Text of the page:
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Carbohydrates, glycemic index, glycemic load, and breast cancer risk: a systematic review and dose-response meta-analysis of prospective studies

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Title: Carbohydrates, glycemic index, glycemic load, and breast cancer risk: a systematic review and dose-response meta-analysis of prospective studies
Authors: Schlesinger, S
Chan, DSM
Vingeliene, S
Vieira, AR
Abar, L
Polemiti, E
Stevens, CAT
Greenwood, DC
Aune, D
Norat, T
Item Type: Journal Article
Abstract: Context: The investigation of dose–response associations between carbohydrate intake, glycemic index, glycemic load, and risk of breast cancer stratified by menopausal status, hormone receptor status, and body mass index (BMI) remains inconclusive. Objective: A systematic review and dose–response meta-analyses was conducted to investigate these associations. Data Sources: As part of the World Cancer Research Fund/American Institute for Cancer Research Continuous Update Project, PubMed was searched up to May 2015 for relevant studies on these associations. Study Selection: Prospective studies reporting associations between carbohydrate intake, glycemic index, or glycemic load and breast cancer risk were included. Data Extraction: Two investigators independently extracted data from included studies. Results: Random-effects models were used to summarize relative risks (RRs) and 95%CIs. Heterogeneity between subgroups, including menopausal status, hormone receptor status, and BMI was explored using meta-regression. Nineteen publications were included. The summary RRs (95%CIs) for breast cancer were 1.04 (1.00–1.07) per 10 units/d for glycemic index, 1.01 (0.98–1.04) per 50 units/d for glycemic load, and 1.00 (0.96–1.05) per 50 g/d for carbohydrate intake. For glycemic index, the association appeared slightly stronger among postmenopausal women (summary RR per 10 units/d, 1.06; 95%CI, 1.02–1.10) than among premenopausal women, though the difference was not statistically significant (Pheterogeneity = 0.15). Glycemic load and carbohydrate intake were positively associated with breast cancer among postmenopausal women with estrogen-negative tumors (summary RR for glycemic load, 1.28; 95%CI, 1.08–1.52; and summary RR for carbohydrates, 1.13; 95%CI, 1.02–1.25). No differences in BMI were detected. Conclusions: Menopausal and hormone receptor status, but not BMI, might be potential influencing factors for the associations between carbohydrate intake, glycemic index, glycemic load, and breast cancer.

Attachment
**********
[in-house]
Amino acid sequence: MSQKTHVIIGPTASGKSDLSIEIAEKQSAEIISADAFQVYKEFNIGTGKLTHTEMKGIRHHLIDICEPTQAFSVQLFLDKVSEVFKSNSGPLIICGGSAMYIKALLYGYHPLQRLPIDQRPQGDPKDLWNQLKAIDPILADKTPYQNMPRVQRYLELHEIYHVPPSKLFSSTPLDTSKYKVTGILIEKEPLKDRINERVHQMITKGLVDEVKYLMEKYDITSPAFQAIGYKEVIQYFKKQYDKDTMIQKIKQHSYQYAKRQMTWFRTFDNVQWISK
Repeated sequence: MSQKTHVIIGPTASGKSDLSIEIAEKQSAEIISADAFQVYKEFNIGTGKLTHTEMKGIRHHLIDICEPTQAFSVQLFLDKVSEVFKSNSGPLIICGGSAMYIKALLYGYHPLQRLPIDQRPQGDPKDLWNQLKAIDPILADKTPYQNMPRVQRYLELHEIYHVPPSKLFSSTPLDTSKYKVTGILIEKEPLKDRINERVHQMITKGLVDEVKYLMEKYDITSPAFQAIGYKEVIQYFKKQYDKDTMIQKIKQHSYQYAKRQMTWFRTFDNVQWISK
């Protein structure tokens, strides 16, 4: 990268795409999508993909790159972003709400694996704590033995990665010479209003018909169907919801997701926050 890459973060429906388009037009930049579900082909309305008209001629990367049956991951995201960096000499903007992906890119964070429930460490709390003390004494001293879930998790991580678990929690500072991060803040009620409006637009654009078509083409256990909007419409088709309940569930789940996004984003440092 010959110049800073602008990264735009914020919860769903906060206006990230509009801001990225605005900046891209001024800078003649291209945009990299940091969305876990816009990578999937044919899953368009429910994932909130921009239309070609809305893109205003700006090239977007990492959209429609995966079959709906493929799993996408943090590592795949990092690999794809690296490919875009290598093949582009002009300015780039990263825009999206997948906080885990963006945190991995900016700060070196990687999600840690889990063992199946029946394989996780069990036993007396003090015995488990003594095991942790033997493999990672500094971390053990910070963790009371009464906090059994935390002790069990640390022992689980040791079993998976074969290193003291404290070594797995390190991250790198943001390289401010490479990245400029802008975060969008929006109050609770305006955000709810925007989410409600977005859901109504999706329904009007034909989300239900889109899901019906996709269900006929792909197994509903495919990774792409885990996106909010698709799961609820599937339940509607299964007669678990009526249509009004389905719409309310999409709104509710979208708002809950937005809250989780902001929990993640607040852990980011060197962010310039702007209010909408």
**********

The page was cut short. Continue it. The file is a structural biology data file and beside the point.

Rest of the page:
Issue Date: 29-May-2017
Date of Acceptance: 1-May-2017
URI: http://hdl.handle.net/10044/1/49359
DOI: https://dx.doi.org/10.1093/nutrit/nux010
ISSN: 0029-6643
Publisher: Oxford University Press
Start Page: 420
End Page: 441
Journal / Book Title: NUTRITION REVIEWS
Volume: 75
Issue: 6
Copyright Statement: © 2017 The Author(s). Published by Oxford University Press on behalf of the International Life Sciences Institute. All rights reserved. For Permissions, please e-mail: journals.permissions@oup.com. This is a pre-copy-editing, author-produced version of an article accepted for publication in Nutrition Reviews following peer review. The definitive publisher-authenticated version Sabrina Schlesinger, Doris S.M. Chan, Snieguole Vingeliene, Ana R. Vieira, Leila Abar, Elli Polemiti, Christophe A.T. Stevens, Darren C. Greenwood, Dagfinn Aune, Teresa Norat; Carbohydrates, glycemic index, glycemic load, and breast cancer risk: a systematic review and dose–response meta-analysis of prospective studies, Nutrition Reviews, Volume 75, Issue 6, 1 June 2017, Pages 420–441, https://doi.org/10.1093/nutrit/nux010 is available online at: https://dx.doi.org/10.1093/nutrit/nux010
Keywords: Science & Technology
Life Sciences & Biomedicine
Nutrition & Dietetics
breast cancer
carbohydrates
glycemic index
glycemic load
meta-analysis
systematic review
HORMONE-RECEPTOR STATUS
C-REACTIVE PROTEIN
PROSPECTIVE COHORT
DIETARY-FAT
POSTMENOPAUSAL WOMEN
ADOLESCENT DIET
NUTRITION
DISEASE
FIBER
PATTERNS
11 Medical And Health Sciences
17 Psychology And Cognitive Sciences
Publication Status: Published
Appears in Collections:Faculty of Medicine
Epidemiology, Public Health and Primary Care



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